The Ever Sought-After Scott Brown

The New Republic's Noam Scheiber has a shrewd profile of Scott Brown, painting the Massachusetts senator as neither particularly smart nor overly sophisticated, but adept at setting Democrats and Republicans alike scrambling for his vote:

As the 41st Republican in an institution that requires 60 out of 100 votes to pass legislation, he's had the power to stop, or at least massively slow down, everything from health care to financial reform. But Brown actually looms much larger than even this calculus would suggest. In his concerns, priorities, and, maybe most important, his confusion about the economy, Brown has come to represent the average voter in 2010. If Democrats are going to be successful this November, they'll have to figure out a way to seize the territory that Brown currently holds.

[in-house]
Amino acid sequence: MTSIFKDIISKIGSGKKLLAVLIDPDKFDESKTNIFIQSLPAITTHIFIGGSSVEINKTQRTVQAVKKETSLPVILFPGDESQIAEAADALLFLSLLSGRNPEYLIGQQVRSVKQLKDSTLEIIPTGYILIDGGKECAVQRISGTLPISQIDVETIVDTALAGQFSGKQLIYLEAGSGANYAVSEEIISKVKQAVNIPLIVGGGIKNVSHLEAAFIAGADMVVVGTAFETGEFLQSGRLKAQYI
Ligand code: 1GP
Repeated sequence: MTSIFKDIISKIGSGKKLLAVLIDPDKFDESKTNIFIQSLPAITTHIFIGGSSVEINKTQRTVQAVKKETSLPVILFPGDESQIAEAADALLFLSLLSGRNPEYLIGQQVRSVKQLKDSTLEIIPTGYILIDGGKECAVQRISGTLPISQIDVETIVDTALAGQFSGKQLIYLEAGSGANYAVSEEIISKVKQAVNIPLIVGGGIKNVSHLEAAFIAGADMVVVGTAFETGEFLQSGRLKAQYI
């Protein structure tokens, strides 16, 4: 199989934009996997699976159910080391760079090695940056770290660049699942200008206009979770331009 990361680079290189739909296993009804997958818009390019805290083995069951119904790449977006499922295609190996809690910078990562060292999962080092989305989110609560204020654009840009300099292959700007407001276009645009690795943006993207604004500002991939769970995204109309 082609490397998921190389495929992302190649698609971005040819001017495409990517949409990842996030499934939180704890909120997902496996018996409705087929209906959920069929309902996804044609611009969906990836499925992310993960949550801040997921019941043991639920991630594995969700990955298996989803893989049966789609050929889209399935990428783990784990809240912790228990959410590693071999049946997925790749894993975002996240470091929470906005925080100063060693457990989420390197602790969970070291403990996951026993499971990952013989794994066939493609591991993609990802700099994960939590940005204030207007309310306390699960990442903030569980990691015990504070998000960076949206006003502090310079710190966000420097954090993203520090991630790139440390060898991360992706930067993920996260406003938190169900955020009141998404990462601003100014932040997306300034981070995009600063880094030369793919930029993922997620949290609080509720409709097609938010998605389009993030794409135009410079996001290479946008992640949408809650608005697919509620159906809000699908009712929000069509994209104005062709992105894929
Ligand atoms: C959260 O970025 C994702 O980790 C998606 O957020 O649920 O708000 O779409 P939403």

Read the full story at The New Republic.

Presented by

Nicole Allan is a former senior editor at The Atlantic.

Saving the Bees

Honeybees contribute more than $15 billion to the U.S. economy. A short documentary considers how desperate beekeepers are trying to keep their hives alive.

Join the Discussion

After you comment, click Post. If you’re not already logged in you will be asked to log in or register.

blog comments powered by Disqus

Video

How to Cook Spaghetti Squash (and Why)

Cooking for yourself is one of the surest ways to eat well.

Video

Before Tinder, a Tree

Looking for your soulmate? Write a letter to the "Bridegroom's Oak" in Germany.

Video

The Health Benefits of Going Outside

People spend too much time indoors. One solution: ecotherapy.

Video

Where High Tech Meets the 1950s

Why did Green Bank, West Virginia, ban wireless signals? For science.

Video

Yes, Quidditch Is Real

How J.K. Rowling's magical sport spread from Hogwarts to college campuses

Video

Would You Live in a Treehouse?

A treehouse can be an ideal office space, vacation rental, and way of reconnecting with your youth.

More in Politics

Just In